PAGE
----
The following is a summary of project management experiences we have gained from helping our clients convert their COBOL applications to Java or C#.
The steps listed apply to the migration of COBOL applications with VSAM/KSDS data files, CICS Transaction Processing, ILE COBOL in IBM ISeries, Tandem, as well as platforms with CODASYL databases such as BULL, Unisys, and VAX.
Conversion of COBOL/DB2 (SQL) applications, however, tend to be more straightforward, and many of the data/data-migration steps will not be required.
Testing is one of the biggest tasks in any modernization, rehosting, or writing a brand-new application.
Writing test scripts involves running the COBOL application and noting the behavior.
SoftwareMining's COBOL Converter will translate VSAM Indexed File Definitions (FD) to SQL Tables.
In this design every FD field will get its own database column, and Index Groups will be translated to composite keys.
With closer attention to the following issues, the translator can generate better designs for the database tables, making the effort in the following clean-up process very worthwhile.
In COBOL, Often different programs use a different File-Definitions structures for access to the same data-file.
For example, Prog-1 may define:
While Prog-2 may access the same data using a different structure :
01 CLIENT-REC-1. 05 IDEN PIC 9(5). 05 FILLER PIC X(20). 05 BAL PIC 9(5)V9(2).
01 CLIENT-RECORD. 05 ID PIC 9(5). 05 FORENAME PIC X(10). 05 SURNAME PIC X(10). 05 BALANCE PIC 9(5)V9(2).
However, the table/column names will depend on which program has first been translated. I.e. the following names will be used:
but if Prog-2 is translated first -
CLIENT-REC-1, IDEN, FILLER, BAL
CLIENT-RECORD, ID ,FORENAME, SURNAME and BALANCE
The population of the new SQL tables from VSAM structures is achieved using Data-Access-Objects (DAO) created in the previous step.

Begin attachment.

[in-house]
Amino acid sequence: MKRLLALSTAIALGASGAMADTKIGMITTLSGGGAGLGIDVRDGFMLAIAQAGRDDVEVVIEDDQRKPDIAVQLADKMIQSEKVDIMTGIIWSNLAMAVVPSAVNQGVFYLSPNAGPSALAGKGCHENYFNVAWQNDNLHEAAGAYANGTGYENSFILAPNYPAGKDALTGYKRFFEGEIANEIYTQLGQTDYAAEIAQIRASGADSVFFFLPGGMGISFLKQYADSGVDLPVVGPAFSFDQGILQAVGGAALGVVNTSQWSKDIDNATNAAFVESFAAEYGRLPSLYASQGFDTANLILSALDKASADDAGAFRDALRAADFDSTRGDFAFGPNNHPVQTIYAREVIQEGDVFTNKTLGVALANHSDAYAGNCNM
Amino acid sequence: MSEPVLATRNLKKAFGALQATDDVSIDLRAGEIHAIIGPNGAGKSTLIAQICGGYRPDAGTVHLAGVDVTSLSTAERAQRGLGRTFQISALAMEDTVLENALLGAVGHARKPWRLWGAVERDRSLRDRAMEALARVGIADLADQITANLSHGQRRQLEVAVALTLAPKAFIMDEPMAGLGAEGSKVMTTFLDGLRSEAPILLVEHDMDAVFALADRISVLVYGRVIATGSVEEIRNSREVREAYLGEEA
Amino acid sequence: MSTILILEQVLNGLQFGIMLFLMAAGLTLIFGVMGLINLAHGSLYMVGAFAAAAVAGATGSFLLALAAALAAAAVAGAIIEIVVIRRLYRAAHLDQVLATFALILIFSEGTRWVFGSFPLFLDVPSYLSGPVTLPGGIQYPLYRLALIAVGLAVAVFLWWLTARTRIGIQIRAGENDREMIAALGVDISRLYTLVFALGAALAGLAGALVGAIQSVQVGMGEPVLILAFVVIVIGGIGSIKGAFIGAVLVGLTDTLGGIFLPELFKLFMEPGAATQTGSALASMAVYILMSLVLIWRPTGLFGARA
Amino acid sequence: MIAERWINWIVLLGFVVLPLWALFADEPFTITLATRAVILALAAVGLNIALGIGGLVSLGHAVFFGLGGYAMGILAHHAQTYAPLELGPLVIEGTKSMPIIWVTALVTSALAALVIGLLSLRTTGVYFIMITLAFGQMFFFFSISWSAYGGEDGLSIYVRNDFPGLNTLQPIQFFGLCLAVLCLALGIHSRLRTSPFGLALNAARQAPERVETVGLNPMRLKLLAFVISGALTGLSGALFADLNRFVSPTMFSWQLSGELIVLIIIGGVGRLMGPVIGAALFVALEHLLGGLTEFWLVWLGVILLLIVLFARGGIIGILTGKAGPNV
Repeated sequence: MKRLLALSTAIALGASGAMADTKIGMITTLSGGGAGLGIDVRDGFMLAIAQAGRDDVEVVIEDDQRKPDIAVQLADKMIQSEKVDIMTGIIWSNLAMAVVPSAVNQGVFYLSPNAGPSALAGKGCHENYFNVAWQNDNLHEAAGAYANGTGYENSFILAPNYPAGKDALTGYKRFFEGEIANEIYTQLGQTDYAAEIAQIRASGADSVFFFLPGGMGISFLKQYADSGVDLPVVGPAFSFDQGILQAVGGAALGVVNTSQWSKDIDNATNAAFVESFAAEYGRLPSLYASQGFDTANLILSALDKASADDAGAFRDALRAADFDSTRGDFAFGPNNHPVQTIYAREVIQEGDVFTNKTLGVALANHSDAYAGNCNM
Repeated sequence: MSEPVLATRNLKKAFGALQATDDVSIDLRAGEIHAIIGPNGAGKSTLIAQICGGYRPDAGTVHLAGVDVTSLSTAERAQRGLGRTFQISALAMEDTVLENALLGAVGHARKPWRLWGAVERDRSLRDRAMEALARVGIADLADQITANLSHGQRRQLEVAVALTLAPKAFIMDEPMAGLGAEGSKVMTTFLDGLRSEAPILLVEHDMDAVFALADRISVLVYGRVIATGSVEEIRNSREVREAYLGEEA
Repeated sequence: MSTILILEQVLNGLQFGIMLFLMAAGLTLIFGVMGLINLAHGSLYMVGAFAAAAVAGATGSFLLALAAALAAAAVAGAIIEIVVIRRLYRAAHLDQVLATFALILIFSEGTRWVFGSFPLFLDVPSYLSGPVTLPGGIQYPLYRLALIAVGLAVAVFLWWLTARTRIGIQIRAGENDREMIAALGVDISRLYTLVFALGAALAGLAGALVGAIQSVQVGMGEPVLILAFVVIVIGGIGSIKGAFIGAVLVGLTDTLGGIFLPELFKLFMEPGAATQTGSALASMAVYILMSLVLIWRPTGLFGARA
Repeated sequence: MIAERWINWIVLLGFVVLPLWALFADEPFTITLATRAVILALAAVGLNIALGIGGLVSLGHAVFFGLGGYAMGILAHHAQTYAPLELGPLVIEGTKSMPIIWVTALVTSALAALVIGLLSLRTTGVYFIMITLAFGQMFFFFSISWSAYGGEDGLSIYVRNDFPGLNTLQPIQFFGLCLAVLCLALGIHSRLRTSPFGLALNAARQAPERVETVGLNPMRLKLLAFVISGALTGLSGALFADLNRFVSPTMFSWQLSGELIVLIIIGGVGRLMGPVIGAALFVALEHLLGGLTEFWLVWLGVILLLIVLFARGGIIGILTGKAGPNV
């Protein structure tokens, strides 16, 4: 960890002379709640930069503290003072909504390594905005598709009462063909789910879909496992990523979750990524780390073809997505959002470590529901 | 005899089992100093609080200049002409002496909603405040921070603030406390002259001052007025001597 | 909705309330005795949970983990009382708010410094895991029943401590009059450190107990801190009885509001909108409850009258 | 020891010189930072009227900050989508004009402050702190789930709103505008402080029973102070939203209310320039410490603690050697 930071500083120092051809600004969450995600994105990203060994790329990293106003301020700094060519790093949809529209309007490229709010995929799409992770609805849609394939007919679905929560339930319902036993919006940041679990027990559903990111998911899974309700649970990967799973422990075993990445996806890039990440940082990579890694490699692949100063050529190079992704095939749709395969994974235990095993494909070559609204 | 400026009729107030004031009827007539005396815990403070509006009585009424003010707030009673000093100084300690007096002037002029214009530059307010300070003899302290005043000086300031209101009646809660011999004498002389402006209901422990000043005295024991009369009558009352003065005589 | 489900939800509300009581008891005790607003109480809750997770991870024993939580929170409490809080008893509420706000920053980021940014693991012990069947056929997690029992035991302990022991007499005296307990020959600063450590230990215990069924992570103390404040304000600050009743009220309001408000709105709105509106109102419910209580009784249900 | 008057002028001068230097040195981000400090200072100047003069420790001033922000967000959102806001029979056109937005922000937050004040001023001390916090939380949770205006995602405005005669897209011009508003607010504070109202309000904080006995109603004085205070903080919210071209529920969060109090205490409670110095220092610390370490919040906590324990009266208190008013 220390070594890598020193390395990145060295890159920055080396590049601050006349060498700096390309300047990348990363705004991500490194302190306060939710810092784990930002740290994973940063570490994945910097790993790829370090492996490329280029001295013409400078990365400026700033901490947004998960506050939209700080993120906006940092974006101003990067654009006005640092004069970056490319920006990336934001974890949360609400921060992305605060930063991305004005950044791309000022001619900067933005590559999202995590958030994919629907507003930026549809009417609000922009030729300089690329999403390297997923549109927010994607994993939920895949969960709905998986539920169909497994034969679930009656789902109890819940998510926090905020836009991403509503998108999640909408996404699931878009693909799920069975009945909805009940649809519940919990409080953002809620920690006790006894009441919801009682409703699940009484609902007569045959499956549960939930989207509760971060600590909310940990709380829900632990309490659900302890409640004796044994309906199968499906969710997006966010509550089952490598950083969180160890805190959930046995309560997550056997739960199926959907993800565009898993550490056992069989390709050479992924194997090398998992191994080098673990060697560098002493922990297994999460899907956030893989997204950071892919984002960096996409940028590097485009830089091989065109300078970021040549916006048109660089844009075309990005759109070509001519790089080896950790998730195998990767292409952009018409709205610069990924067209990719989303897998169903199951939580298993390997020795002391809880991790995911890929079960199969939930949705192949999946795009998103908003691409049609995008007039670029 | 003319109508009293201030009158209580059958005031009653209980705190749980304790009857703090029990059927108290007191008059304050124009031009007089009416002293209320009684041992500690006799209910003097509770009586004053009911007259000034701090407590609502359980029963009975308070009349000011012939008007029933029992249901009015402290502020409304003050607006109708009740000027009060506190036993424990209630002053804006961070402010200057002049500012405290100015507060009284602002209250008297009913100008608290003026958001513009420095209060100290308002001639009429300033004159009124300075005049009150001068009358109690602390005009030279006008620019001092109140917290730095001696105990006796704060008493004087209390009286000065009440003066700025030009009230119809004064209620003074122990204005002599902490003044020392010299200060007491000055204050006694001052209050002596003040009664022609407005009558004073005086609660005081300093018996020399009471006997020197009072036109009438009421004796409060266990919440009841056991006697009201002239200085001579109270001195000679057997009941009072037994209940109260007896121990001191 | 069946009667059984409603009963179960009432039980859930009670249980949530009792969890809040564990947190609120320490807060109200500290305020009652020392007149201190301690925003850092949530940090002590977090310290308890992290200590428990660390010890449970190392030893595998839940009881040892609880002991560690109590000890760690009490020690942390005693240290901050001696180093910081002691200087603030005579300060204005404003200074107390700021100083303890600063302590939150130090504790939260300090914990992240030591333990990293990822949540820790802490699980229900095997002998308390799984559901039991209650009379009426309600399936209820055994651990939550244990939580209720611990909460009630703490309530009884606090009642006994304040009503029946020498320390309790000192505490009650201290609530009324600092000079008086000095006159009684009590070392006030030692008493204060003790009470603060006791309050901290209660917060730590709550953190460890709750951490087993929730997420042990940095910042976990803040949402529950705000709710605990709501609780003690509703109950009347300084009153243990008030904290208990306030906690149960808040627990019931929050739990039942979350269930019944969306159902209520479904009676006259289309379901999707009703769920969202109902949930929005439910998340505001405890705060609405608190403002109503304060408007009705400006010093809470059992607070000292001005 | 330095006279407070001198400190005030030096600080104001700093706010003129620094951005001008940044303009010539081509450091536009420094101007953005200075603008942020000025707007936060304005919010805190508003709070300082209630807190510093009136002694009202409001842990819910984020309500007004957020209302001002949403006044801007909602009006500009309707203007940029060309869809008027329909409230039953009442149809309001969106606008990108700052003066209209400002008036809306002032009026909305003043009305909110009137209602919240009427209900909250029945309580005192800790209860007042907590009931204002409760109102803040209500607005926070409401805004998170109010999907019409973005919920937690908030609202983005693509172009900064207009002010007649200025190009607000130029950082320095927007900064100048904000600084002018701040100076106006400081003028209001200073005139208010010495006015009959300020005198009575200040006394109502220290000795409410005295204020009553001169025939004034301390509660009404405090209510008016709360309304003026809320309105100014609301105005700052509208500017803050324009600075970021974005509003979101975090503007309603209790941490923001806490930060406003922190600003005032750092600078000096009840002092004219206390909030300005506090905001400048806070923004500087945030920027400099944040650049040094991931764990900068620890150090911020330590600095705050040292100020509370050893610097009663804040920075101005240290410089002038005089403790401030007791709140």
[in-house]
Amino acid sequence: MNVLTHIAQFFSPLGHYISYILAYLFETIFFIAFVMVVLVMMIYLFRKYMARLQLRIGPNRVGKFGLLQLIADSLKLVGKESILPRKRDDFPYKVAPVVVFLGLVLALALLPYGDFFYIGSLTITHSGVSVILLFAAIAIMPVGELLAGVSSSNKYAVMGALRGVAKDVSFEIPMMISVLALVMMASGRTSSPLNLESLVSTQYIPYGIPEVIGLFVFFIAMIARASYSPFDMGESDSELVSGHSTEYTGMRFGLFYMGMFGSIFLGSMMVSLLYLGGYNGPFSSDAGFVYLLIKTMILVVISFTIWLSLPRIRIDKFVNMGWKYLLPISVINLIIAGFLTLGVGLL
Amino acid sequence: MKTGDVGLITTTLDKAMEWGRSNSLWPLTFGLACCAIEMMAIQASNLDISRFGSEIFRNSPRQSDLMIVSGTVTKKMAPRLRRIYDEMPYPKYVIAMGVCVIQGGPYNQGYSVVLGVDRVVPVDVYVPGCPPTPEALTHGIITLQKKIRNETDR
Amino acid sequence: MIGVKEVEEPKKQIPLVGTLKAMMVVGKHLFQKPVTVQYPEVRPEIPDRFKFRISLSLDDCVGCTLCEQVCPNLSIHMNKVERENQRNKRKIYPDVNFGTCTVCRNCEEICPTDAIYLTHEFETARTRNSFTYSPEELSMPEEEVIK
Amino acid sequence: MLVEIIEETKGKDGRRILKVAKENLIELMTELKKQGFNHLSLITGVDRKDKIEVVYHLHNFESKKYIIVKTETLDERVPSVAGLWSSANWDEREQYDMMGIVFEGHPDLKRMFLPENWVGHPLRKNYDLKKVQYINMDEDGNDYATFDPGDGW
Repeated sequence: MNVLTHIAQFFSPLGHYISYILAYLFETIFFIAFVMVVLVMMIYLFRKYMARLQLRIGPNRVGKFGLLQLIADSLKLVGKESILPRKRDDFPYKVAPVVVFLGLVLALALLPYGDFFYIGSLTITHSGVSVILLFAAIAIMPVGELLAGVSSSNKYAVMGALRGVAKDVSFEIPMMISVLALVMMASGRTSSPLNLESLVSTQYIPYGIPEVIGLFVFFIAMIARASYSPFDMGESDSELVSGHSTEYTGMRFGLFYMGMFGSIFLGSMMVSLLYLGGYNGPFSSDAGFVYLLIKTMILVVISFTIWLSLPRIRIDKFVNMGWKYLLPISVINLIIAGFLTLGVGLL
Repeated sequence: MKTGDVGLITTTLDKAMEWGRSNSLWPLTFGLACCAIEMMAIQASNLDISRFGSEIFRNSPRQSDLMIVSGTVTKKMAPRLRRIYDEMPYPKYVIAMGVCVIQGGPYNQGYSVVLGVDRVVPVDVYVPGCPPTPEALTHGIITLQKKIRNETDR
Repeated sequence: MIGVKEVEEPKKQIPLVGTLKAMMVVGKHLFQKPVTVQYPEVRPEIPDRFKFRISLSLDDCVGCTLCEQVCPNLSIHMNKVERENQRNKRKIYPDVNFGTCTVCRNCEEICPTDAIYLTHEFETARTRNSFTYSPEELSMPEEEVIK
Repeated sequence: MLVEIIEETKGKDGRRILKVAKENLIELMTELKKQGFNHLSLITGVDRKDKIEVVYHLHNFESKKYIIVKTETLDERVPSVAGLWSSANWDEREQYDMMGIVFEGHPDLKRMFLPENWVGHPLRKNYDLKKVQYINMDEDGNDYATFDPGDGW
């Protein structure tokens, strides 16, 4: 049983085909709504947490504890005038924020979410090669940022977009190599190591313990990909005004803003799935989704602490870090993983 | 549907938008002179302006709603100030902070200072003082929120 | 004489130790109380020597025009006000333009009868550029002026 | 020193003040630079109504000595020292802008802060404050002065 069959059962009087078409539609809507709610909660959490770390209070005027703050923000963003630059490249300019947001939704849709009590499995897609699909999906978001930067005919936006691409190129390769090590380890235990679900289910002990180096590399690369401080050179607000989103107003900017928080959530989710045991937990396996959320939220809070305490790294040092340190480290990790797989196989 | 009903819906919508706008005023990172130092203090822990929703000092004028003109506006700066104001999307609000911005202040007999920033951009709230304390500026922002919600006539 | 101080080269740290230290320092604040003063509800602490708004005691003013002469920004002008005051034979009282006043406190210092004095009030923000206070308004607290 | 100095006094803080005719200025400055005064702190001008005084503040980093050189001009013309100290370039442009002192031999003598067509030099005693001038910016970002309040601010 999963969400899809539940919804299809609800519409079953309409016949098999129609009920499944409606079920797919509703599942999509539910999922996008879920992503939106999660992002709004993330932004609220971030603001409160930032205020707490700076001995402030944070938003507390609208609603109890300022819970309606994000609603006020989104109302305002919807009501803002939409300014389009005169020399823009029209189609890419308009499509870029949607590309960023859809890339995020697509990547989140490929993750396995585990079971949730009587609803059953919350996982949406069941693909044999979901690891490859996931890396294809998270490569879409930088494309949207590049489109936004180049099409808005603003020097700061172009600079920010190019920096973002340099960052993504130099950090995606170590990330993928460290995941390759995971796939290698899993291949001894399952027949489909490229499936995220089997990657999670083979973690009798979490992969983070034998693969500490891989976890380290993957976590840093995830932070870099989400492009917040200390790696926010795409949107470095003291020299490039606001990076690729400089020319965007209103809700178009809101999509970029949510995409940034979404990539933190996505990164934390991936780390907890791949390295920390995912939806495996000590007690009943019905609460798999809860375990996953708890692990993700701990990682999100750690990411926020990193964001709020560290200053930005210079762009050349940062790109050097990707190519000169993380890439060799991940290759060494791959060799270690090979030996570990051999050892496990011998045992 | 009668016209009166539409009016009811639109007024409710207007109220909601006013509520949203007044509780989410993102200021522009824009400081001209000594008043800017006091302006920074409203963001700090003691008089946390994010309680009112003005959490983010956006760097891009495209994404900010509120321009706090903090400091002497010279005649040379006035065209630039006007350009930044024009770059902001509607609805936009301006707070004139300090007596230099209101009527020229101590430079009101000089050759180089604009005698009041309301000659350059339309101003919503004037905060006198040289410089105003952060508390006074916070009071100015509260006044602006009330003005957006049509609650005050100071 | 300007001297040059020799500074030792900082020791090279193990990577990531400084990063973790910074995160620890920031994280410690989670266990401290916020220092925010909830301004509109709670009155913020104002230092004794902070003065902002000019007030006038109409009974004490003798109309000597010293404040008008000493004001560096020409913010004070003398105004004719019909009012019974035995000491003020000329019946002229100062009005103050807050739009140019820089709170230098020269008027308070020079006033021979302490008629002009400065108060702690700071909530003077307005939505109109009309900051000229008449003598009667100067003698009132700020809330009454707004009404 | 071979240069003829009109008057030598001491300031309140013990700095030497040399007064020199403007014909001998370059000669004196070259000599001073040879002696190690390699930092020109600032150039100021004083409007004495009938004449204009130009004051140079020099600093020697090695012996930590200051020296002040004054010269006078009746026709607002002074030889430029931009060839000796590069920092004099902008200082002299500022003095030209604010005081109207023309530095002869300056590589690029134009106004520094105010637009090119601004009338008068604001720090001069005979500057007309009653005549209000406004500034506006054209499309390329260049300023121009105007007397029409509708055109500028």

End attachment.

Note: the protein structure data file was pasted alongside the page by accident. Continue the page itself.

One of the significant differences between the original data-structures and the SQL tables is the representation of numeric fields and columns.
For instance, Packed-Decimal fields are stored as Binary Coded Decimal in the COBOL data-file. However, after migration to a database, they will be represented as number columns, and the actual number values will be stored - as opposed to the binary representation of the value. This simplifies understanding the data in the database.
The Data-Access-Objects can also be used for EBCDIC->ASCII conversion. This activity will need to be performed only once.
Large applications may comprise hundreds or thousands of programs.
Starting the translation of the programs alphabetically may not be the best approach:
program "A" may call program "Z," which is not scheduled for translation until later.
The call chain analysis process should identify all programs as well as the data-files involved in a chain.
Identifying the associated list of programs allows them to be translated together, and their associated list of data-files to be prioritized for the data-migration process.
SoftwareMining's Call-Chain Analysis tool can help identify these artifacts and organize their translation accordingly.